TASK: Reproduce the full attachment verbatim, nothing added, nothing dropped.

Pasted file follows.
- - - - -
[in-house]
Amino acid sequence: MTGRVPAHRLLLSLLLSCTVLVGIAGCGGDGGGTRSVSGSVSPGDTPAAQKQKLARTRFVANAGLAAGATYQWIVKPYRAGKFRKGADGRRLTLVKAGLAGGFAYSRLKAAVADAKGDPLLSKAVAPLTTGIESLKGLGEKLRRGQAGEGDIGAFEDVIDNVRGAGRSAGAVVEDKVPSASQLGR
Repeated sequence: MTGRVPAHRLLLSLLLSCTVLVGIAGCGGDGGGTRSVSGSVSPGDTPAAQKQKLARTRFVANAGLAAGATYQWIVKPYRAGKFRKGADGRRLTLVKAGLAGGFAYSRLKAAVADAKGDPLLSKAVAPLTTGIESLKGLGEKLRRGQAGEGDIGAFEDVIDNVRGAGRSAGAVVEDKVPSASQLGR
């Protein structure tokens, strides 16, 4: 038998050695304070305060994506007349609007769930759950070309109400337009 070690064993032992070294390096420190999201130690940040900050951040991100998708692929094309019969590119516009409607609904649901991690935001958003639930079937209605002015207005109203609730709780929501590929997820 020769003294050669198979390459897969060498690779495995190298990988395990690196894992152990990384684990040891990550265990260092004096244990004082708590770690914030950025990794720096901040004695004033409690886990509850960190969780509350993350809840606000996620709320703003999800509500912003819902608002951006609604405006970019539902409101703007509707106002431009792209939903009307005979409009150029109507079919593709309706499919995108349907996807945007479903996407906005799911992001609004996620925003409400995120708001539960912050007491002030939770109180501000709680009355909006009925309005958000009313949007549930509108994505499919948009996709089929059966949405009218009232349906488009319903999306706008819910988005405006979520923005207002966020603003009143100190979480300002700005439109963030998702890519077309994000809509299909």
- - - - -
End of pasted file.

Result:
[in-house]
Amino acid sequence: MTGRVPAHRLLLSLLLSCTVLVGIAGCGGDGGGTRSVSGSVSPGDTPAAQKQKLARTRFVANAGLAAGATYQWIVKPYRAGKFRKGADGRRLTLVKAGLAGGFAYSRLKAAVADAKGDPLLSKAVAPLTTGIESLKGLGEKLRRGQAGEGDIGAFEDVIDNVRGAGRSAGAVVEDKVPSASQLGR
Repeated sequence: MTGRVPAHRLLLSLLLSCTVLVGIAGCGGDGGGTRSVSGSVSPGDTPAAQKQKLARTRFVANAGLAAGATYQWIVKPYRAGKFRKGADGRRLTLVKAGLAGGFAYSRLKAAVADAKGDPLLSKAVAPLTTGIESLKGLGEKLRRGQAGEGDIGAFEDVIDNVRGAGRSAGAVVEDKVPSASQLGR
């Protein structure tokens, strides 16, 4: 038998050695304070305060994506007349609007769930759950070309109400337009 070690064993032992070294390096420190999201130690940040900050951040991100998708692929094309019969590119516009409607609904649901991690935001958003639930079937209605002015207005109203609730709780929501590929997820 020769003294050669198979390459897969060498690779495995190298990988395990690196894992152990990384684990040891990550265990260092004096244990004082708590770690914030950025990794720096901040004695004033409690886990509850960190969780509350993350809840606000996620709320703003999800509500912003819902608002951006609604405006970019539902409101703007509707106002431009792209939903009307005979409009150029109507079919593709309706499919995108349907996807945007479903996407906005799911992001609004996620925003409400995120708001539960912050007491002030939770109180501000709680009355909006009925309005958000009313949007549930509108994505499919948009996709089929059966949405009218009232349906488009319903999306706008819910988005405006979520923005207002966020603003009143100190979480300002700005439109963030998702890519077309994000809509299909």